Considering how poorly a section of Star Wars fans have conducted themselves and how they have expressed their vitriol over certain instalments of the series, making hating something a core part of their personality, there is a comfort in seeing the characters embrace and express their affection for each other. Many elements of The Rise of Skywalker might seem overly engineered, but the positivity and the message of people uniting to defend what they hold dear is sincere.

The film’s greatest accomplishment is in bringing Carrie Fisher’s Leia to the screen one last time. Through an ingenious and nigh-seamless combination of unused footage from The Force Awakens, body doubles, compositing and possibly a soundalike voice actor, the late Fisher delivers a stirring, dignified and supremely moving final performance. This is, after all, the conclusion to the Skywalker saga and this movie does place the family, the surviving members of whom are Leia and Kylo Ren, front and centre. There is a reverence which makes The Rise of Skywalker sometimes trip over itself, but the Skywalkers are given their due and then some here.

The Rise of Skywalker has myriad flaws, but it closes out the nine-film cycle in grand fashion. In straining to please fans, the film will probably end up divisive, just in a different way from The Last Jedi. Regardless, The Rise of Skywalker is still an achievement and it might not be the conclusion to the saga that this reviewer was hoping for, but we’re not quite sure how else we would have done this.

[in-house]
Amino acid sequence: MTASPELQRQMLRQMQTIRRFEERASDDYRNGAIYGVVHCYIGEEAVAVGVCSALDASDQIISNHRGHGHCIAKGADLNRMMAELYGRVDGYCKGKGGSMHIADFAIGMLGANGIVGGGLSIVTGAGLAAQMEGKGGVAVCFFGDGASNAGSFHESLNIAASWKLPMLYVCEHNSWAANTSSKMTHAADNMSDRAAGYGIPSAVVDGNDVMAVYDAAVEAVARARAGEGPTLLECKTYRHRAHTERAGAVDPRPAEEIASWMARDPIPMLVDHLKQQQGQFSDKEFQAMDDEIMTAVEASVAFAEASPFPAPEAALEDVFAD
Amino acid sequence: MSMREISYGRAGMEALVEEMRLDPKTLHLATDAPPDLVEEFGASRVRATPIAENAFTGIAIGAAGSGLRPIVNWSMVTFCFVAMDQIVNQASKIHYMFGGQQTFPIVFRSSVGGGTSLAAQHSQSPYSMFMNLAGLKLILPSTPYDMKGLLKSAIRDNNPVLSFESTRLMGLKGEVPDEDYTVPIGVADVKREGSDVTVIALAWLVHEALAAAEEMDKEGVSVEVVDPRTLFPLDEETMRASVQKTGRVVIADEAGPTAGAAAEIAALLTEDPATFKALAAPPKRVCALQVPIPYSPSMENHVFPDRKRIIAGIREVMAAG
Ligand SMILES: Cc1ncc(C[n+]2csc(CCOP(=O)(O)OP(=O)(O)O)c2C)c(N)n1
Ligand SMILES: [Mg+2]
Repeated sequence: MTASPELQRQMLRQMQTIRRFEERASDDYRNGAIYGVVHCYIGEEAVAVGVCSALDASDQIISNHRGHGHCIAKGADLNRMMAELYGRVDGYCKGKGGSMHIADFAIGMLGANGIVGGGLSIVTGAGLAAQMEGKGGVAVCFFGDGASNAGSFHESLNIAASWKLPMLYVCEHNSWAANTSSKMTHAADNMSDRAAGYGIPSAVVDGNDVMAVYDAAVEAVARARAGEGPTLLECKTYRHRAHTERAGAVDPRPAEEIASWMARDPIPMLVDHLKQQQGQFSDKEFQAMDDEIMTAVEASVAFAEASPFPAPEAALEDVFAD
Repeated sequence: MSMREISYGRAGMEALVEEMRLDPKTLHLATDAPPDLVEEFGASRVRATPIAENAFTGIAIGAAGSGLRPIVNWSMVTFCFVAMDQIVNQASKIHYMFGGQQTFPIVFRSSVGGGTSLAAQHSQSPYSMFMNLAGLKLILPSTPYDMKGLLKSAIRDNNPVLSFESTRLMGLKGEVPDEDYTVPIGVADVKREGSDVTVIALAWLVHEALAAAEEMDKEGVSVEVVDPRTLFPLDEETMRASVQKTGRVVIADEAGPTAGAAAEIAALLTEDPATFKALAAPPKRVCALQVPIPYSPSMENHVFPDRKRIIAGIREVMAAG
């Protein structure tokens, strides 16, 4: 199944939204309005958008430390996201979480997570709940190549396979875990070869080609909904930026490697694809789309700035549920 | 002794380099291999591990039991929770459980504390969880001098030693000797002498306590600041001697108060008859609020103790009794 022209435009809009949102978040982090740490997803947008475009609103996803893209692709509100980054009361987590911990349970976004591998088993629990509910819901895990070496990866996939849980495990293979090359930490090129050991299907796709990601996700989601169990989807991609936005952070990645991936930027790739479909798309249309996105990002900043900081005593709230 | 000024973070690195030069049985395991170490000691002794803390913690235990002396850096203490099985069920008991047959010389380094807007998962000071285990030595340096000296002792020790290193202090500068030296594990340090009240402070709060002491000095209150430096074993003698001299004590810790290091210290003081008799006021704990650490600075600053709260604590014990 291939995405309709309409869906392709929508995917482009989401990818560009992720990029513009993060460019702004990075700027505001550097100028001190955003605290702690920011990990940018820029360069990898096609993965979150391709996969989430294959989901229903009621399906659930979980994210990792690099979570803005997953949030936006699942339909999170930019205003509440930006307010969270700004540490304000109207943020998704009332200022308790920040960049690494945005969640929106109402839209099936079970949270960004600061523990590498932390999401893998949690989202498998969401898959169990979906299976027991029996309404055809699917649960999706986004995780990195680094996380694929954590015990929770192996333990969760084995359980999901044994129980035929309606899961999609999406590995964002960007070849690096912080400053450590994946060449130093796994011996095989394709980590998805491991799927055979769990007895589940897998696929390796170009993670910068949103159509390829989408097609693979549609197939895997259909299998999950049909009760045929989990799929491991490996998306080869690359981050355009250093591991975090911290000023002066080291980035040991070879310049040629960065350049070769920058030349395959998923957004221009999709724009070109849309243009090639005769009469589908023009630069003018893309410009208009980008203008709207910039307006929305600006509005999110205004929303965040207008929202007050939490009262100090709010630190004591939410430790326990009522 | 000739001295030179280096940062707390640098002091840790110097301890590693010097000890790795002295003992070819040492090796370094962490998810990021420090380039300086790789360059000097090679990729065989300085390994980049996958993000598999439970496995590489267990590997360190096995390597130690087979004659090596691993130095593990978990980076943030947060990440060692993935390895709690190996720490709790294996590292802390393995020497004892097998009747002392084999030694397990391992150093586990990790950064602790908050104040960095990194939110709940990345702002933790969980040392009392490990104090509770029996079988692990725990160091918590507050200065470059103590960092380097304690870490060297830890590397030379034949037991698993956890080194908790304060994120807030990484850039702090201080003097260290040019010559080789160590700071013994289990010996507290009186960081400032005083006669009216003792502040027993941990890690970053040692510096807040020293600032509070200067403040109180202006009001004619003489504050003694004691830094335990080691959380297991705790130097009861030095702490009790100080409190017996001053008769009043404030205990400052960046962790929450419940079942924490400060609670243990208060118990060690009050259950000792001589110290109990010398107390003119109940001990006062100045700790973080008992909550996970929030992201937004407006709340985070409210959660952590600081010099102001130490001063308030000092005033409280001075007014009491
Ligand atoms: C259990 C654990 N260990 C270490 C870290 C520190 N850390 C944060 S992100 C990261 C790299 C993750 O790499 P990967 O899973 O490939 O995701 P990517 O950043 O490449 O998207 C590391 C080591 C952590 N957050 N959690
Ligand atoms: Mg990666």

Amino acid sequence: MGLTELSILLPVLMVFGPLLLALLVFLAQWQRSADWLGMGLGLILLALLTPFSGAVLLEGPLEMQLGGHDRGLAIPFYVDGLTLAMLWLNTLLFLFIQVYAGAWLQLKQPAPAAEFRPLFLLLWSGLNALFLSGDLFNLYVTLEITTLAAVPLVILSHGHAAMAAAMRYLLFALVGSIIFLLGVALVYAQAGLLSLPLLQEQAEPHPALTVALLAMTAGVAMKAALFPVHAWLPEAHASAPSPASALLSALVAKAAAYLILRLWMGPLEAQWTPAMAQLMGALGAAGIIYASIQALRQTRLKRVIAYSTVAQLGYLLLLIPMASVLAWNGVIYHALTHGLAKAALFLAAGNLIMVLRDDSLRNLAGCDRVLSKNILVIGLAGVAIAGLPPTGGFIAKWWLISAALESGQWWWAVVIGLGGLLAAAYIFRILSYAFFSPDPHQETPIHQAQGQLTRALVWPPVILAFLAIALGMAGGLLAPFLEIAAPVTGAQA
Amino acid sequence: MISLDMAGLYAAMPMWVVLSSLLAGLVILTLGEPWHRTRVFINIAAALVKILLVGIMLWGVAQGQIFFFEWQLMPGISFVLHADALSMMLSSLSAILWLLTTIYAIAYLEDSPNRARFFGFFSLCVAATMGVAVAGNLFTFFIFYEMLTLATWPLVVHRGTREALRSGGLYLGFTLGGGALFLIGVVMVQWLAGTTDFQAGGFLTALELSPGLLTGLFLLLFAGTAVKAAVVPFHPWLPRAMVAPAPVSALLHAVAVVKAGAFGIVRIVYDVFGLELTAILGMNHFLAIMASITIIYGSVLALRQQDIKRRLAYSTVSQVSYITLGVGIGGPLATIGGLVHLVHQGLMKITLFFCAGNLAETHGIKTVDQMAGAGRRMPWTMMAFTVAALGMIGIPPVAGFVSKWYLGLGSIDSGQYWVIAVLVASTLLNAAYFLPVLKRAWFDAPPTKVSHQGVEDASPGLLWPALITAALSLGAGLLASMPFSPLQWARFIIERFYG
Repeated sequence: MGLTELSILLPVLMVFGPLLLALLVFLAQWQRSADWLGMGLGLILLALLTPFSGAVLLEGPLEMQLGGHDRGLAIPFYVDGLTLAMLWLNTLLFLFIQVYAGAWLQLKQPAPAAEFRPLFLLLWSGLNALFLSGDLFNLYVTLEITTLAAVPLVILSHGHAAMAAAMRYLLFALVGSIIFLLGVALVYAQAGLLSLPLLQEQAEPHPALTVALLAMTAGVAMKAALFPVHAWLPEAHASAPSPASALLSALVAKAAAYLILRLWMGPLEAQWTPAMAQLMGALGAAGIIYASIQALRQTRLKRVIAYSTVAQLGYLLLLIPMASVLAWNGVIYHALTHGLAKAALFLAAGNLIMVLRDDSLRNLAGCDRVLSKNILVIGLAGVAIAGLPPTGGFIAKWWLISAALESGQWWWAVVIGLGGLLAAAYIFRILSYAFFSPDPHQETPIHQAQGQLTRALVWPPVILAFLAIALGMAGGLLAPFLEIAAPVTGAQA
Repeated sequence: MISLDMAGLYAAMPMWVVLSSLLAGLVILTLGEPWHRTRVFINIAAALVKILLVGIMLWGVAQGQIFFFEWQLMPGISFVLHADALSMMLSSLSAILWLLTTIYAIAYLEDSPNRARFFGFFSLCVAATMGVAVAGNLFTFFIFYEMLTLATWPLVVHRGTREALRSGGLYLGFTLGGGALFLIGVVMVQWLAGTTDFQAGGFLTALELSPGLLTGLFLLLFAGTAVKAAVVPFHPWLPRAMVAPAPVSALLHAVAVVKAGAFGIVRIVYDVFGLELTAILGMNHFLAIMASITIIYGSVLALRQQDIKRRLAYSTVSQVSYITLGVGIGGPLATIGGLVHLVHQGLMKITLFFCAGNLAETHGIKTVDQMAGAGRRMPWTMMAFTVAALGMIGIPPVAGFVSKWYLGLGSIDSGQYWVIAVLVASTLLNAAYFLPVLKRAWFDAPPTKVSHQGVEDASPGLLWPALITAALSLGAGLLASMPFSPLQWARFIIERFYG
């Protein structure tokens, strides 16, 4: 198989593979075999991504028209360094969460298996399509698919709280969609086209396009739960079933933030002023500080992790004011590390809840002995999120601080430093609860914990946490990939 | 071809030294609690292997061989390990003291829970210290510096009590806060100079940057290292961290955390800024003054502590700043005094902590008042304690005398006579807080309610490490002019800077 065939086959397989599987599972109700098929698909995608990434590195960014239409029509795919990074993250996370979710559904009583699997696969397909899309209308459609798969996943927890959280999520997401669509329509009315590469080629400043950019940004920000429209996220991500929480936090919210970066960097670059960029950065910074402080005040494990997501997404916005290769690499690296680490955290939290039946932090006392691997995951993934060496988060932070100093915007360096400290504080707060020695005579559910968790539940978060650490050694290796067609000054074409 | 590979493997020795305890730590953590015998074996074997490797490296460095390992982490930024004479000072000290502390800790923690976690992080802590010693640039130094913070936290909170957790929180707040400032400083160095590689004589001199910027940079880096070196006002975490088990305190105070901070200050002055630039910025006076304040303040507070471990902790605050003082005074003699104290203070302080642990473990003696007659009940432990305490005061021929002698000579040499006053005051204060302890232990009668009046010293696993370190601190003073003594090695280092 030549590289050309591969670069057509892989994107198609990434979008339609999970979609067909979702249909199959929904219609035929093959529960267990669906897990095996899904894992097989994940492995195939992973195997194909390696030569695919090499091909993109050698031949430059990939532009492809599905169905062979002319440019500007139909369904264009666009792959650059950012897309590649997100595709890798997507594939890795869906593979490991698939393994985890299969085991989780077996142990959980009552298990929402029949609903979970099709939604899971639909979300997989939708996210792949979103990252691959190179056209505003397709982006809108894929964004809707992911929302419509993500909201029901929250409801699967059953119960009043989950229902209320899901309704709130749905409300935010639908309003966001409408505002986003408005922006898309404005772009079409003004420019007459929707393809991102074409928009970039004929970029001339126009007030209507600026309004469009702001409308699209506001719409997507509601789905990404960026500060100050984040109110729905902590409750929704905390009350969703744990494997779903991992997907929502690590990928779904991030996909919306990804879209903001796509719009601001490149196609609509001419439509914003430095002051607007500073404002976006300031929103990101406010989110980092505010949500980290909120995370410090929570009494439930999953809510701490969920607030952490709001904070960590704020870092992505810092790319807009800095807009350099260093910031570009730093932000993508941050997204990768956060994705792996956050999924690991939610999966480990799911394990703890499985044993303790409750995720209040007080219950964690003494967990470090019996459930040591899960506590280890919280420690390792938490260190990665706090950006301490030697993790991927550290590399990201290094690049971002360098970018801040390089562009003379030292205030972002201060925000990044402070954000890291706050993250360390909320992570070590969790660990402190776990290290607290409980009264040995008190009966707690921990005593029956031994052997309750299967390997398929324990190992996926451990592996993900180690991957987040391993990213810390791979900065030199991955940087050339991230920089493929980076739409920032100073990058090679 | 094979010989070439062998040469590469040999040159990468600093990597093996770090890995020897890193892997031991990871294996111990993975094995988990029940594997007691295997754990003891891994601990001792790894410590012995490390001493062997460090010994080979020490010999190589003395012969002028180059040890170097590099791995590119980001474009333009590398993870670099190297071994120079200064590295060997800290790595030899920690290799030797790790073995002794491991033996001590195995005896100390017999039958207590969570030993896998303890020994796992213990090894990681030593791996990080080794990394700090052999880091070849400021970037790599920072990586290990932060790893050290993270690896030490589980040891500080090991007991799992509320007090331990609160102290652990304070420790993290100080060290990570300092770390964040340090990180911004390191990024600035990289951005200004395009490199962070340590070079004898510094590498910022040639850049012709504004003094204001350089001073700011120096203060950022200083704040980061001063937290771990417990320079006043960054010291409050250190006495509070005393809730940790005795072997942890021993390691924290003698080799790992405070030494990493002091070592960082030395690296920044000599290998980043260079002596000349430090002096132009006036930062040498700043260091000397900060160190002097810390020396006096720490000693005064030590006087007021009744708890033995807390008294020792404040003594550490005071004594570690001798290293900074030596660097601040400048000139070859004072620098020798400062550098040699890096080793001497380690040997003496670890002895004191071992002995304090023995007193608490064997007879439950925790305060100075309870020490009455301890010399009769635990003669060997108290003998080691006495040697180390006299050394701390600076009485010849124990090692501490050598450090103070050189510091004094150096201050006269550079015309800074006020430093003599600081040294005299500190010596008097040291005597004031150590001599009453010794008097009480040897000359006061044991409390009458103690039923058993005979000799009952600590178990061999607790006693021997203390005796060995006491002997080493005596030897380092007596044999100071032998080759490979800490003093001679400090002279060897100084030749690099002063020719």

RATING: 3.5 out of 5 Stars

Jedd Jong

Cats (Musical, 2019-2020) – review

For F*** Magazine

CATS

17 Dec 2019 – 5 Jan 2020
Sands Theatre at Marina Bay Sands, Singapore

One of the most popular and enduring stage musicals since its premiere on the West End in 1981, audiences around the world can’t seem to get enough of Cats. This is the fifth time the all-singing all-dancing feline denizens have arrived in Singapore. Featuring music by mega-composer Andrew Lloyd Webber and based on Old Possum’s Book of Practical Cats by poet T.S. Eliot, there’s no doubt Cats is a phenomenon, even if it can be puzzling as to why.

Cats is a famously divisive show among theatre-lovers: it has its passionate devotees as well as its scoffing detractors, perhaps not unlike anything that becomes immensely popular. The success of Cats on the West End and on Broadway gave rise to the ‘megamusical’ trend, with shows becoming increasingly spectacle-based and geared towards family audiences and tourists.

It is by now a familiar chestnut that Cats doesn’t really have a plot, but this isn’t necessarily a bad thing. General audiences are so used to musical theatre productions being story-based that the revue format of Cats might seem difficult to get into, but the show has a way of making audiences surrender to it – we’ll discuss said ways as this review continues.

It’s more a premise than a plot: once a year, a clowder of cats who call themselves ‘Jellicle Cats’ gather for the Jellicle Ball – “Jellicle” being the way Eliot heard posh English people say “dear little”. At this momentous event, one of them is chosen to ascend to the Heaviside Layer – cat heaven. This cat will then be reincarnated. The cats all sing about themselves and each other: there’s the rock-n-roll sexpot Rum Tum Tugger, the mischievous cat burglars Mungojerrie and Rumpleteazer, Skimbleshanks the Railway Cat, Gus the Theatre Cat, the slinky Macavity the Mystery Cat and the dishevelled outcast Grizabella the Glamour Cat, among many others. The Jellicles are led by Old Deuteronomy, who must eventually select one of them to ascend.